WHITEHORSE – Prime Minister Stephen Harper says he intends to ask the Governor General to prorogue Parliament, which means the House of Commons likely won’t resume in September as originally scheduled.
Harper, who is currently on a week-long swing through northern Canada, says the government plans to deliver a throne speech in October after the Thanksgiving weekend, kicking off a new parliamentary session.
Most of the promises the Conservatives made in the last election have been fulfilled, and so the time has come for a new parliamentary agenda, Harper told a news conference Monday in Whitehorse.
“There will be a new throne speech in the fall,” Harper said.
“Obviously, the House will be prorogued in anticipation of that. We will come back — October is our tentative timing — and we will obviously have some unfulfilled commitments that we will continue to work on.”
The Conservative government will remained focused on the economy, he added.
“The No. 1 priority for this government, I do not have to tell you, will continue to be jobs and the economy.”
Harper was also asked whether he would be leading the Conservatives into the next election, a question that elicited a chuckle from the prime minister.
“The answer to the last question is, of course, yes,” he said as partisan supporters cheered.
“I’m actually disappointed you feel the need to ask that question.”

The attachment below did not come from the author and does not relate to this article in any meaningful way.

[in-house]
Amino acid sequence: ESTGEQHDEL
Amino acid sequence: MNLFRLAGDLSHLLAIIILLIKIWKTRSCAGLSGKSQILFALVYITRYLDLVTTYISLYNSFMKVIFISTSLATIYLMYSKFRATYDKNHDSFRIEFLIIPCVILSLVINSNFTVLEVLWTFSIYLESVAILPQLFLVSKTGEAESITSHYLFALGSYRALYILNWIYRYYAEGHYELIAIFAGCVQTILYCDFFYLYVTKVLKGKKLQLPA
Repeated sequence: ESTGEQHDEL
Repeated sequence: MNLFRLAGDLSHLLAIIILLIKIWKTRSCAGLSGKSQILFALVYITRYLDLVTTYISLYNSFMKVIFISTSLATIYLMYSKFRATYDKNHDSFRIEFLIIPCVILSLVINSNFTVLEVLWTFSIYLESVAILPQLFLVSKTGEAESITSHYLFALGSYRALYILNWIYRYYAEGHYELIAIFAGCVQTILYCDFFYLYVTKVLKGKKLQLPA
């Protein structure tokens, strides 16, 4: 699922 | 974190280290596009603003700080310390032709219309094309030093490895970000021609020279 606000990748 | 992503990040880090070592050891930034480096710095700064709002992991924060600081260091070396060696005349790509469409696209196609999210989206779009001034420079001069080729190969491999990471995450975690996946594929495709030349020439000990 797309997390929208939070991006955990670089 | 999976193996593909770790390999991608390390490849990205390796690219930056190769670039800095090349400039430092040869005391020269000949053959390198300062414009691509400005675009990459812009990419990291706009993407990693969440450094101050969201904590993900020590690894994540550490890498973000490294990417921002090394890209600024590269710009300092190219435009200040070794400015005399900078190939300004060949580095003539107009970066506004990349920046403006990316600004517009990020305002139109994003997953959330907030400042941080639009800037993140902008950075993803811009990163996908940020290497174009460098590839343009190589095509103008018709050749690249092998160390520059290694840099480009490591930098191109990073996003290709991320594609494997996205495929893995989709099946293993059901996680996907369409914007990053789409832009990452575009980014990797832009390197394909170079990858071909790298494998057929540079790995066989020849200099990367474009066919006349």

It won’t be the first time Harper has used prorogation, a standard parliamentary tool that has the effect of cancelling any legislation that’s still before the House.
In December 2008, Harper prorogued rather than face a vote of non-confidence when his Conservatives held a minority government and the Liberals, New Democrats and Bloc Quebecois were threatening his grip on power.
He prorogued again the following year, halting House of Commons committee hearings into the treatment of Afghan detainees and killing a number of pieces of legislation.
Prorogation jumped into the headlines again last fall when then-Ontario premier Dalton McGuinty, embroiled in a number of scandals, resigned as Liberal leader and called a halt to business at the provincial legislature.
In Ottawa, Senate reform legislation is just one of several bills that will die on the order paper.
Other affected legislation includes changes to the Canada Elections Act to establish new rules for political loans, and a private member’s bill that would require labour unions to publish detailed financial information.
In the case of the labour union bill, also known as Bill C-377, the library of Parliament says the legislation would be restored to third reading, the last stage completed by the House of Commons.
“Thus, the bill would be sent back to the Senate in the same state it had been when it was passed at third reading by the House in December 2012, prior to the Senate amendment,” the library said in an email.
“The Senate would then begin the process of considering the bill anew; the Senate may vote to pass the bill unamended, amend the bill in precisely the same way it had been amended before, or introduce entirely new amendments.”